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Have your say on international agricultural research priorities

21 November 2014

(The) CGIAR is/are making a big push to elicit input on the new Strategy and Results Framework (SRF). You know the drill: a barrage of surveymonkeys, blogposts, tweets, Facebook posts, targeted emails, webinars, e-consultations, you name it, is coming your way. For all I know they’ll be knocking on doors in carefully selected neighbourhoods around […]

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Moroccan medicinal mint tea

19 November 2014

That’s me on the right in Rabat last week, having a post-prandial drink with Dr Ahmed Amri, head of the ICARDA genebank. I post the photo (taken by my colleague Charlotte Lusty) by way of explanation for the lack of blogging lately, and also as an excuse to link to the beta version of Kew’s […]

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Global Nutrition Report calls for better integration with agriculture sector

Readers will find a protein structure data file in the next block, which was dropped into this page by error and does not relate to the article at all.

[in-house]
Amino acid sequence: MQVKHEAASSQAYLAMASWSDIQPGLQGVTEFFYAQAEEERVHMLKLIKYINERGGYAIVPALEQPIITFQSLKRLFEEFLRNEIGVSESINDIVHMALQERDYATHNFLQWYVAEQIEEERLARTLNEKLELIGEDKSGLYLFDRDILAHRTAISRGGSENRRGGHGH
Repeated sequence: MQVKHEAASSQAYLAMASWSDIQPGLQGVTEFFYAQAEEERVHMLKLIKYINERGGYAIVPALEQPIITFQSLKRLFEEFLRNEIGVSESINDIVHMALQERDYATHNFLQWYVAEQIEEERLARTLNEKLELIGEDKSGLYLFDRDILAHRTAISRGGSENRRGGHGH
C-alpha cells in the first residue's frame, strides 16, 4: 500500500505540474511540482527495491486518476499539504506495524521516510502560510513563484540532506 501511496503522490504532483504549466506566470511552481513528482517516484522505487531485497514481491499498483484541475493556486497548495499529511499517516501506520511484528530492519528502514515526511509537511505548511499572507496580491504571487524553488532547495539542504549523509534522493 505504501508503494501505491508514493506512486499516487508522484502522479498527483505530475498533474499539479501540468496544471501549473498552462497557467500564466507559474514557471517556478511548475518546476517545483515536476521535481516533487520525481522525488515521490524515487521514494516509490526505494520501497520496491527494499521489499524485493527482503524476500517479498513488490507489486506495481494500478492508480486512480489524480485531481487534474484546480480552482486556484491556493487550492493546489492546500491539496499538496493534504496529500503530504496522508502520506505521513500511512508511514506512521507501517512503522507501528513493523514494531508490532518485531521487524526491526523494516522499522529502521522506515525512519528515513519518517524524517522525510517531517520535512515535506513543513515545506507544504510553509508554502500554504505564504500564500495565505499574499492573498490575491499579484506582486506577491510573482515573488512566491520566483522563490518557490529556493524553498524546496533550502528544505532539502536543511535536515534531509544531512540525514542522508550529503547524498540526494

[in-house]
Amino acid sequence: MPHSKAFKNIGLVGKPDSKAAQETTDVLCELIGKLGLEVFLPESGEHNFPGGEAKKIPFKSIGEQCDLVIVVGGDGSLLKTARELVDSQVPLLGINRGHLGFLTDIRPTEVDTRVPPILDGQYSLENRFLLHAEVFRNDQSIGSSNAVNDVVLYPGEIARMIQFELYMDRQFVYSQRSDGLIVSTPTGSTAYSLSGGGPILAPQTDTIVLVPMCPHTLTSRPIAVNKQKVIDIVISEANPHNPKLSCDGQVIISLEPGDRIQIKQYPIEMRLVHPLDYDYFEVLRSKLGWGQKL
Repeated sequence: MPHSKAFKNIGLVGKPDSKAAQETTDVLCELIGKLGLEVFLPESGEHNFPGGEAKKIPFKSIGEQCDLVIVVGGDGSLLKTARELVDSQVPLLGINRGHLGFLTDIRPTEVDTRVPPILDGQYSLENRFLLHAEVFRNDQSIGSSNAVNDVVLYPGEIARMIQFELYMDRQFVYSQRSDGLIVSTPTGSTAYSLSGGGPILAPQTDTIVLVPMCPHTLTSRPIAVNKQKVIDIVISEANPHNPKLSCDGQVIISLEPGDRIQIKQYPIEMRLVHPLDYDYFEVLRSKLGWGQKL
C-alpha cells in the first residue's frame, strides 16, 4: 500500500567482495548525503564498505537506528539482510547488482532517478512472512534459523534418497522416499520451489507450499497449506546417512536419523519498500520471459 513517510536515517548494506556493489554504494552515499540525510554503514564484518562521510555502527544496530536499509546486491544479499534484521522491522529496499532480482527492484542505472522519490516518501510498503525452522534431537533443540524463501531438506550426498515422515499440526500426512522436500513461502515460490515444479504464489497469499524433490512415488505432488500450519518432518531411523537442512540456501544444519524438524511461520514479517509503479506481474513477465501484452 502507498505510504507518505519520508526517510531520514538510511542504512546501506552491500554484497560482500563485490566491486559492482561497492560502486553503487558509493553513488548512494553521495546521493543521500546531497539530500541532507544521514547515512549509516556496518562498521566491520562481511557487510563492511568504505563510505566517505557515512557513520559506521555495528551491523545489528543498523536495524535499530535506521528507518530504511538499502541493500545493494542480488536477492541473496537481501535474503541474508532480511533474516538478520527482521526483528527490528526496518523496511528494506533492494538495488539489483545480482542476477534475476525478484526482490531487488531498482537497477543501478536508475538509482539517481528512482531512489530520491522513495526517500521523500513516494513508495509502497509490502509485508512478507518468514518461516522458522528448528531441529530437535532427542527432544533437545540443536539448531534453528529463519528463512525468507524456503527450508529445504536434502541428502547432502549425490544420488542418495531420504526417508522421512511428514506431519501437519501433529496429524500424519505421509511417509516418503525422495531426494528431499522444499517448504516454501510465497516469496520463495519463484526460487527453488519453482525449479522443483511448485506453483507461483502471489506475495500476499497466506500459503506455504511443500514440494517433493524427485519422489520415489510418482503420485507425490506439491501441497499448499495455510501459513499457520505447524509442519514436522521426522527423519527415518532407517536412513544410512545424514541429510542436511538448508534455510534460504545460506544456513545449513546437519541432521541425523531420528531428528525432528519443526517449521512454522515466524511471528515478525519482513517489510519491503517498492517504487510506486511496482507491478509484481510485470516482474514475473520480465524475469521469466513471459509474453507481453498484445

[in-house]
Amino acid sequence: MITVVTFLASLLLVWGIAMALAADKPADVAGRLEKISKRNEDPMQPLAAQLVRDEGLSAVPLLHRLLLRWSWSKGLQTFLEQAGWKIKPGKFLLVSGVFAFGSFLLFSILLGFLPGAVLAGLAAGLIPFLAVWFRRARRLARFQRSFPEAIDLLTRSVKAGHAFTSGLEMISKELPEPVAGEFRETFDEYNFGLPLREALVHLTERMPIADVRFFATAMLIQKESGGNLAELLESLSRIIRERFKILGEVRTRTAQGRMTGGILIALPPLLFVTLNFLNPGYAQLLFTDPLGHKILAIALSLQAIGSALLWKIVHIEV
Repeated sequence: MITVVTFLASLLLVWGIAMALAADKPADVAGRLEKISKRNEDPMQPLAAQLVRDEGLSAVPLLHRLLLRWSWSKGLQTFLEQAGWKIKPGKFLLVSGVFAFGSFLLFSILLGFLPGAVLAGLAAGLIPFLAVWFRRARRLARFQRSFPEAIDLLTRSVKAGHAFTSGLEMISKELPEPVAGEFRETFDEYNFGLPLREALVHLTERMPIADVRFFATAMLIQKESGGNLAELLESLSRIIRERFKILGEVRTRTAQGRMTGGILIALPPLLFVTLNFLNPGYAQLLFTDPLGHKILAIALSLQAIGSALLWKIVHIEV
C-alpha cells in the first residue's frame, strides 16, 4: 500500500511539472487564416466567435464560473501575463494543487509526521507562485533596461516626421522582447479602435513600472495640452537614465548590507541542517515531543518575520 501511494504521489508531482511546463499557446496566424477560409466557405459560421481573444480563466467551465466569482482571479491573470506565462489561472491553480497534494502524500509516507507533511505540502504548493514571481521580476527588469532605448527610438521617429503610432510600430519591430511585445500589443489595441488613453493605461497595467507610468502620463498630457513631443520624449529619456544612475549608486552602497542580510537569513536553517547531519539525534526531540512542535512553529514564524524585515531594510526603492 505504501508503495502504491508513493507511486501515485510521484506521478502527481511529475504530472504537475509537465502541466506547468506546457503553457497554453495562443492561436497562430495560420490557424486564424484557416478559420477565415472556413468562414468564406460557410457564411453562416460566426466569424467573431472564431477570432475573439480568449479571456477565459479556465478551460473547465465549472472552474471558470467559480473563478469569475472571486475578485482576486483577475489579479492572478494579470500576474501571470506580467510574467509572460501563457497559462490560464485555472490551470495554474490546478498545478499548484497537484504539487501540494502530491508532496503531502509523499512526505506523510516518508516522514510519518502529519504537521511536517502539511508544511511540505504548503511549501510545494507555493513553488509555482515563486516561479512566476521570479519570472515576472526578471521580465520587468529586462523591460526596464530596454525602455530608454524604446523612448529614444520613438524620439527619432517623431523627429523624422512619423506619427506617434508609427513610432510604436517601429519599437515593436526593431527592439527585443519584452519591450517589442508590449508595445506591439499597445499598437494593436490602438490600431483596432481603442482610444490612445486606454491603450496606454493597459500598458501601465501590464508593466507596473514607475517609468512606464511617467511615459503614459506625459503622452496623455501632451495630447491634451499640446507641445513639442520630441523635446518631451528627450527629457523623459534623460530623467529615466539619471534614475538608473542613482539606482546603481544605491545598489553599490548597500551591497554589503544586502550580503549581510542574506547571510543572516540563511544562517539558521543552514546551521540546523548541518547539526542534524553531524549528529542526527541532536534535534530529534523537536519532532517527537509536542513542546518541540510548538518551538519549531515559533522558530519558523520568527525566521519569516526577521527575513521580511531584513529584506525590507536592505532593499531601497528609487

18 November 2014

The share of nutrition-sensitive investments in agriculture, social protection, water, sanitation and hygiene, education, and women’s empowerment programs needs to expand. The success of these sectors is important for nutrition improvement but they could do much more for nutrition while furthering their own goals. From the available evidence, the authors suggest that nutrition-sensitive expenditures are […]

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Brainfood: Pea spectroscopy, Phaseolus diversity, More beans, Brazilian rice, Trees in landscapes, German cherries, Appalachian apples, Sicilian sheep, Diverse livestock systems, Barley seed longevity, African wild veggies

17 November 2014

Using Fourier Transform Near-Infrared Spectroscopy For the Evaluation and Regional Analysis of Pea (Pisum sativum L.). Fancy maths reveals a low-protein content group, a high total polyphenol group and a high protein, starch and oil group in Chinese pea germplasm. Total phenolics, flavonoids, tannins and antioxidant activity of lima beans conserved in a Brazilian Genebank. […]